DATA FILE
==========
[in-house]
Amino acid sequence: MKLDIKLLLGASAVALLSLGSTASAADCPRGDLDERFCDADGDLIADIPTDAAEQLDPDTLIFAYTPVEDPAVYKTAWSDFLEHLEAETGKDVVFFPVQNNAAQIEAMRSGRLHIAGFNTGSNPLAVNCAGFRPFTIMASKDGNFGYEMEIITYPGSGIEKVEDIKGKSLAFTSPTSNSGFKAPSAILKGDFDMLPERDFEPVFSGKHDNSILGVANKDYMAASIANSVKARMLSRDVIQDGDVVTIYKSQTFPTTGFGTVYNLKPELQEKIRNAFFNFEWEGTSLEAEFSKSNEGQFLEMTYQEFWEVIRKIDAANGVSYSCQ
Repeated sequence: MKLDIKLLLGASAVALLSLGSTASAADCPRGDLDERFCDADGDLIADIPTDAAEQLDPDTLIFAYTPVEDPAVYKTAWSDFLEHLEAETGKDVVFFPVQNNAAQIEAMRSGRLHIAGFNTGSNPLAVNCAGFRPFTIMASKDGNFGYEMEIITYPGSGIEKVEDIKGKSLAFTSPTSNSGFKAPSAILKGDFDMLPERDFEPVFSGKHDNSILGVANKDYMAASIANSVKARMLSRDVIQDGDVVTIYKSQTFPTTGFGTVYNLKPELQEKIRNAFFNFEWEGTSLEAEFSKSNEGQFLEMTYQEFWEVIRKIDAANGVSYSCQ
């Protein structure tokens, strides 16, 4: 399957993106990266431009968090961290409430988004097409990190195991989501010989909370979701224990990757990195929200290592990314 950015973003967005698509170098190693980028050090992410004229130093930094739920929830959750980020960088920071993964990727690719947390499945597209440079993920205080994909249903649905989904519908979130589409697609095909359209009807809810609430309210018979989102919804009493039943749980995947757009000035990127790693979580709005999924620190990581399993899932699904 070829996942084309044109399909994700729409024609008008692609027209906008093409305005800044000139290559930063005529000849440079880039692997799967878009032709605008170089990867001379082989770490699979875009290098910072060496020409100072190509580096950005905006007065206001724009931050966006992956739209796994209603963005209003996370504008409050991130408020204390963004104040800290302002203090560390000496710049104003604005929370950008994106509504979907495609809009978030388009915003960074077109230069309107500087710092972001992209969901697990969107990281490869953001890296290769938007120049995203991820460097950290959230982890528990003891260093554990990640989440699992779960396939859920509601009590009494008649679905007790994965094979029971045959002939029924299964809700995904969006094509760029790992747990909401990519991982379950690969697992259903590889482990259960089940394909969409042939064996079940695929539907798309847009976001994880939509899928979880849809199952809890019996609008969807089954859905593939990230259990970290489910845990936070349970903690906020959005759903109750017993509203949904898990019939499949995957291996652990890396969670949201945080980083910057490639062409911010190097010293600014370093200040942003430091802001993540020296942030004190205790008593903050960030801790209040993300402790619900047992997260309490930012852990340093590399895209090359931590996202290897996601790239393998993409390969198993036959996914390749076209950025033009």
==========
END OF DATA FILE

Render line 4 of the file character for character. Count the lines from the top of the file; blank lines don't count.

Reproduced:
């Protein structure tokens, strides 16, 4: 399957993106990266431009968090961290409430988004097409990190195991989501010989909370979701224990990757990195929200290592990314 950015973003967005698509170098190693980028050090992410004229130093930094739920929830959750980020960088920071993964990727690719947390499945597209440079993920205080994909249903649905989904519908979130589409697609095909359209009807809810609430309210018979989102919804009493039943749980995947757009000035990127790693979580709005999924620190990581399993899932699904 070829996942084309044109399909994700729409024609008008692609027209906008093409305005800044000139290559930063005529000849440079880039692997799967878009032709605008170089990867001379082989770490699979875009290098910072060496020409100072190509580096950005905006007065206001724009931050966006992956739209796994209603963005209003996370504008409050991130408020204390963004104040800290302002203090560390000496710049104003604005929370950008994106509504979907495609809009978030388009915003960074077109230069309107500087710092972001992209969901697990969107990281490869953001890296290769938007120049995203991820460097950290959230982890528990003891260093554990990640989440699992779960396939859920509601009590009494008649679905007790994965094979029971045959002939029924299964809700995904969006094509760029790992747990909401990519991982379950690969697992259903590889482990259960089940394909969409042939064996079940695929539907798309847009976001994880939509899928979880849809199952809890019996609008969807089954859905593939990230259990970290489910845990936070349970903690906020959005759903109750017993509203949904898990019939499949995957291996652990890396969670949201945080980083910057490639062409911010190097010293600014370093200040942003430091802001993540020296942030004190205790008593903050960030801790209040993300402790619900047992997260309490930012852990340093590399895209090359931590996202290897996601790239393998993409390969198993036959996914390749076209950025033009």